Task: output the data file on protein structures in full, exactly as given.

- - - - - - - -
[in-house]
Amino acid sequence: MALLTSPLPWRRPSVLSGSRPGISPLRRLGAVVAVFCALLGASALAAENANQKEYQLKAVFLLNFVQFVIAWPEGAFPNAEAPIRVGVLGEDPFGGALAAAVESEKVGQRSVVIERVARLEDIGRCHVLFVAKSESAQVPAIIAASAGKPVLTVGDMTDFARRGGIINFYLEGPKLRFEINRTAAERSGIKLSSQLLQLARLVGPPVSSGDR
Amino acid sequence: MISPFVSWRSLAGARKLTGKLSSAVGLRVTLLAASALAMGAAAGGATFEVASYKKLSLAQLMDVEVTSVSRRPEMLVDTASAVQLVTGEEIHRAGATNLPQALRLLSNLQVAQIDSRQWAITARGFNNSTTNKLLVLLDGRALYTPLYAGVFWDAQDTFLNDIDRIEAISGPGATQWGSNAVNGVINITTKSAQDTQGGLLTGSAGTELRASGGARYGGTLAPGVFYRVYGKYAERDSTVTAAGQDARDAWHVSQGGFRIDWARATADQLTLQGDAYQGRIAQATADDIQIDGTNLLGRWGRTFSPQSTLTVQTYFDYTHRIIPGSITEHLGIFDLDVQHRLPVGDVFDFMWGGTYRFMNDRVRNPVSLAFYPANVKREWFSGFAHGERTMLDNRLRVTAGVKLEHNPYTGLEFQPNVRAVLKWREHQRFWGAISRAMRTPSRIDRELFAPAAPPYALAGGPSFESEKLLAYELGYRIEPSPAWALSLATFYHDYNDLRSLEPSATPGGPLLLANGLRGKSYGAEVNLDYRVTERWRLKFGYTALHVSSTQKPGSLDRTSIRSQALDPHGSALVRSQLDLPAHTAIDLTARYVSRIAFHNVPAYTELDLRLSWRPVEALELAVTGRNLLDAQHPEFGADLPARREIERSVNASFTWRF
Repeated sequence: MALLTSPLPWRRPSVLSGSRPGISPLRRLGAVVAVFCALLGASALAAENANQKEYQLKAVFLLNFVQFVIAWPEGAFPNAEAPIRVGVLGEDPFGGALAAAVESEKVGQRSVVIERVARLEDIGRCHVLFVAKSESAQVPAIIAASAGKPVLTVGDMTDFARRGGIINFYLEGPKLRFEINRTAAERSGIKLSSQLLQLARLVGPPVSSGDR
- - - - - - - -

[in-house]
Amino acid sequence: MALLTSPLPWRRPSVLSGSRPGISPLRRLGAVVAVFCALLGASALAAENANQKEYQLKAVFLLNFVQFVIAWPEGAFPNAEAPIRVGVLGEDPFGGALAAAVESEKVGQRSVVIERVARLEDIGRCHVLFVAKSESAQVPAIIAASAGKPVLTVGDMTDFARRGGIINFYLEGPKLRFEINRTAAERSGIKLSSQLLQLARLVGPPVSSGDR
Amino acid sequence: MISPFVSWRSLAGARKLTGKLSSAVGLRVTLLAASALAMGAAAGGATFEVASYKKLSLAQLMDVEVTSVSRRPEMLVDTASAVQLVTGEEIHRAGATNLPQALRLLSNLQVAQIDSRQWAITARGFNNSTTNKLLVLLDGRALYTPLYAGVFWDAQDTFLNDIDRIEAISGPGATQWGSNAVNGVINITTKSAQDTQGGLLTGSAGTELRASGGARYGGTLAPGVFYRVYGKYAERDSTVTAAGQDARDAWHVSQGGFRIDWARATADQLTLQGDAYQGRIAQATADDIQIDGTNLLGRWGRTFSPQSTLTVQTYFDYTHRIIPGSITEHLGIFDLDVQHRLPVGDVFDFMWGGTYRFMNDRVRNPVSLAFYPANVKREWFSGFAHGERTMLDNRLRVTAGVKLEHNPYTGLEFQPNVRAVLKWREHQRFWGAISRAMRTPSRIDRELFAPAAPPYALAGGPSFESEKLLAYELGYRIEPSPAWALSLATFYHDYNDLRSLEPSATPGGPLLLANGLRGKSYGAEVNLDYRVTERWRLKFGYTALHVSSTQKPGSLDRTSIRSQALDPHGSALVRSQLDLPAHTAIDLTARYVSRIAFHNVPAYTELDLRLSWRPVEALELAVTGRNLLDAQHPEFGADLPARREIERSVNASFTWRF
Repeated sequence: MALLTSPLPWRRPSVLSGSRPGISPLRRLGAVVAVFCALLGASALAAENANQKEYQLKAVFLLNFVQFVIAWPEGAFPNAEAPIRVGVLGEDPFGGALAAAVESEKVGQRSVVIERVARLEDIGRCHVLFVAKSESAQVPAIIAASAGKPVLTVGDMTDFARRGGIINFYLEGPKLRFEINRTAAERSGIKLSSQLLQLARLVGPPVSSGDR